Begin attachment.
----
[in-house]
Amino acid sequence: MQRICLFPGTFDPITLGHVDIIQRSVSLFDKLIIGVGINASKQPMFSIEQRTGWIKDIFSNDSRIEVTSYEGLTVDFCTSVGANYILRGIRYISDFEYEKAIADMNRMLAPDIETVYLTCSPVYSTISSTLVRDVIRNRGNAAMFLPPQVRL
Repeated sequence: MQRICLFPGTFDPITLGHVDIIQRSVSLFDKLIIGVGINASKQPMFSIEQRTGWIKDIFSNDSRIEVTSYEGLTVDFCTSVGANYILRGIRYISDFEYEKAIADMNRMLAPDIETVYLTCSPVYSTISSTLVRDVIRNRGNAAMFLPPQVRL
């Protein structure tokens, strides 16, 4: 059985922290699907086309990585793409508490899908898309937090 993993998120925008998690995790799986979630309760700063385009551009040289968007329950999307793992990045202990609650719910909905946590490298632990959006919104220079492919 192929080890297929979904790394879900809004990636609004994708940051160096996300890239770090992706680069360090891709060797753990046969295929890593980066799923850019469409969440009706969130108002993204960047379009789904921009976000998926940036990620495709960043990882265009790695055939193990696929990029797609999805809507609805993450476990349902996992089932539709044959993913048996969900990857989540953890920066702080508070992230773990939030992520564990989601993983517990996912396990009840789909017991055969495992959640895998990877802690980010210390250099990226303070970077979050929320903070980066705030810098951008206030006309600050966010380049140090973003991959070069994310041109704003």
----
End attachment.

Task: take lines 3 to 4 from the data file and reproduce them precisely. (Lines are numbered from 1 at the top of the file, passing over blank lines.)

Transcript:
Repeated sequence: MQRICLFPGTFDPITLGHVDIIQRSVSLFDKLIIGVGINASKQPMFSIEQRTGWIKDIFSNDSRIEVTSYEGLTVDFCTSVGANYILRGIRYISDFEYEKAIADMNRMLAPDIETVYLTCSPVYSTISSTLVRDVIRNRGNAAMFLPPQVRL
């Protein structure tokens, strides 16, 4: 059985922290699907086309990585793409508490899908898309937090 993993998120925008998690995790799986979630309760700063385009551009040289968007329950999307793992990045202990609650719910909905946590490298632990959006919104220079492919 192929080890297929979904790394879900809004990636609004994708940051160096996300890239770090992706680069360090891709060797753990046969295929890593980066799923850019469409969440009706969130108002993204960047379009789904921009976000998926940036990620495709960043990882265009790695055939193990696929990029797609999805809507609805993450476990349902996992089932539709044959993913048996969900990857989540953890920066702080508070992230773990939030992520564990989601993983517990996912396990009840789909017991055969495992959640895998990877802690980010210390250099990226303070970077979050929320903070980066705030810098951008206030006309600050966010380049140090973003991959070069994310041109704003």